Michigan State Professor Vargas To Receive Green Section Award

January 2, 2007

Far Hills, N.J. - , a renowned turfgrass scientist and a professor at Michigan State University in the department of Plant Pathology for the past 38 years, has been recognized as the winner of the 2007 Green Section Award by the United States Golf Association. The award is given for contributions to golf through work with turfgrass and is determined annually by a distinguished panel of experts in the field of turfgrass research.

will receive the award Feb. 23 at the USGA Green Section Education Conference in Anaheim, Calif.

"It was a great surprise when I was told I was going to receive this award," said . "No, I actually was shocked. I have gotten a lot of awards, but this one is very special."

Few have contributed more to turfgrass management than within the past four decades. The 64-year-old has been challenging normal turfgrass management practices from the start.


"I always have spoken my mind," said . "But, everything I've ever introduced has been based on solid research."

In the 1970s, he discovered that contrary to popular opinion at the time, annual bluegrasses do not routinely die from high temperatures in the summer, but from two diseases common to the grass. Not only did he identify the problem, but he suggested new management techniques that have given the annual bluegrass new life, leading to its recognition as the principal turfgrass species on many golf courses, including the greens at the Oakmont (Pa.) Country Club, the venue for the 2007 U.S. Open. This helped remove the stigma that annual bluegrass (Poa annua) was always a bad grass.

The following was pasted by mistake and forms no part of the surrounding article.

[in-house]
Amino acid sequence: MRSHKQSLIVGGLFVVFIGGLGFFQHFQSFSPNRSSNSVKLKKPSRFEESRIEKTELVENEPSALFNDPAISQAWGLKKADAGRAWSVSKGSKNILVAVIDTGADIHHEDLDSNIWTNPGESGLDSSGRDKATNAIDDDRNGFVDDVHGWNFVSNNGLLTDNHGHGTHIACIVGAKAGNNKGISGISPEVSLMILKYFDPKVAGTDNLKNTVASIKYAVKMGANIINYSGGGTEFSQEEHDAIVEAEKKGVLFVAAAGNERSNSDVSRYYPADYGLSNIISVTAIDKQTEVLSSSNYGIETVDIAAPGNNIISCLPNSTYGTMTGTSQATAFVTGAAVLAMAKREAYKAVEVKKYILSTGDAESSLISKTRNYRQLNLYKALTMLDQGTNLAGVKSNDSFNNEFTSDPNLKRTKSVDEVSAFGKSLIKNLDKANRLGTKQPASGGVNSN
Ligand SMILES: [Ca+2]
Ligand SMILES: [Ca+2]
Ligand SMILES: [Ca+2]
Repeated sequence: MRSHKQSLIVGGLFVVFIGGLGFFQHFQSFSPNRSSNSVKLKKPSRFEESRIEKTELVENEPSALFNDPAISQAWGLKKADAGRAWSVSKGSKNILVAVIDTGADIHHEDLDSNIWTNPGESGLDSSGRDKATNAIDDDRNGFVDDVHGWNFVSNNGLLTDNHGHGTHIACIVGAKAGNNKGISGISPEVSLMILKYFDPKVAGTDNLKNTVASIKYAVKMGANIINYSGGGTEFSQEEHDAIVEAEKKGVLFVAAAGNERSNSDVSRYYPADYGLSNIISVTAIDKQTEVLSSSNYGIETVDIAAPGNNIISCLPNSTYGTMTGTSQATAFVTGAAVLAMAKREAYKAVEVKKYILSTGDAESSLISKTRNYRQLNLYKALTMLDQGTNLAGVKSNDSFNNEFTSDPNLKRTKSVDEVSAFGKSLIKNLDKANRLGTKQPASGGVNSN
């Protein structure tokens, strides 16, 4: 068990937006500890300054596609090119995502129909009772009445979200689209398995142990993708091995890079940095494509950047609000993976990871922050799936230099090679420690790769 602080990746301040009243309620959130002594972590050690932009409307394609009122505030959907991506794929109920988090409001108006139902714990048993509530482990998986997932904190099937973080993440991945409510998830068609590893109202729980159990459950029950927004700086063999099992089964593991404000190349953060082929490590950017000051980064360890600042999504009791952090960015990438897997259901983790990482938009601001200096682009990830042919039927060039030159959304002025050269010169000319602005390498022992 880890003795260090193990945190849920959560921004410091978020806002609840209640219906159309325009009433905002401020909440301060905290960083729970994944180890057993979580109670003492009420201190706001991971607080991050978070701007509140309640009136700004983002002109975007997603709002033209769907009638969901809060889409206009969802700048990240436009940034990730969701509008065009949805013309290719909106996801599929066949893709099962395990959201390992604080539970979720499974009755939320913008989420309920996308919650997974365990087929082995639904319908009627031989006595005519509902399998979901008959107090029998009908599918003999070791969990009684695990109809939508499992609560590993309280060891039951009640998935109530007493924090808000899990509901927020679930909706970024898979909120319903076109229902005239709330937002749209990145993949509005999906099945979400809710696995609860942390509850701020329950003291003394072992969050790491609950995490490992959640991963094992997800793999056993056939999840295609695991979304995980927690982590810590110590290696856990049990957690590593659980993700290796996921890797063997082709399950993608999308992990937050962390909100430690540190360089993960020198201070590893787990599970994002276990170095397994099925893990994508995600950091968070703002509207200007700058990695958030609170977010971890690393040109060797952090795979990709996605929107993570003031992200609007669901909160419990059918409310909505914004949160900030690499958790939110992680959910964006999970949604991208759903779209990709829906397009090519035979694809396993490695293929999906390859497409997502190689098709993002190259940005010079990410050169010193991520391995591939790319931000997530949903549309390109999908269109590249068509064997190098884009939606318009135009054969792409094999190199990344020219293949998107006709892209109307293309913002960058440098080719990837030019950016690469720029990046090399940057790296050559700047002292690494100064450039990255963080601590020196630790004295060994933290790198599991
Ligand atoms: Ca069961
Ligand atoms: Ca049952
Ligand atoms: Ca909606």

He was the first to recognize in the early 1980s that a tiny bacterium (organism) was the cause of a problem that led to the decline of a specific strand of creeping bentgrass (Toronto C-15). The benefit of his discovery is that subsequent research has led to the realization that bacteria can affect turfgrasses. This also opened the door for the introduction of new varieties of creeping bentgrass.

One of his teaching colleagues, professor of Ohio State University, called one of five most widely known turfgrass scientists in the world.

"He is at the forefront of turfgrass diagnosis," said Danneberger. "I do not know of anyone who is better than him in identifying a golf course superintendent's problem on site."

Indeed, has been at the forefront of the cure as well as the diagnosis.

developed plant protectant chemical timing models to help control four of the principal turfgrass diseases for putting greens, including anthracnose and summer patch.

His cures don't always include using fungicides either, an important point when golf course superintendents are increasingly asked to be good stewards of the environment. Sometimes he has found a biological control that will work. Other times, his solution is as simple as recognizing that "black layer" in the soil is a sign of too much sulfur content and a lack of oxygen in the soil. Aeration (and limiting the use of sulfur) can solve this problem.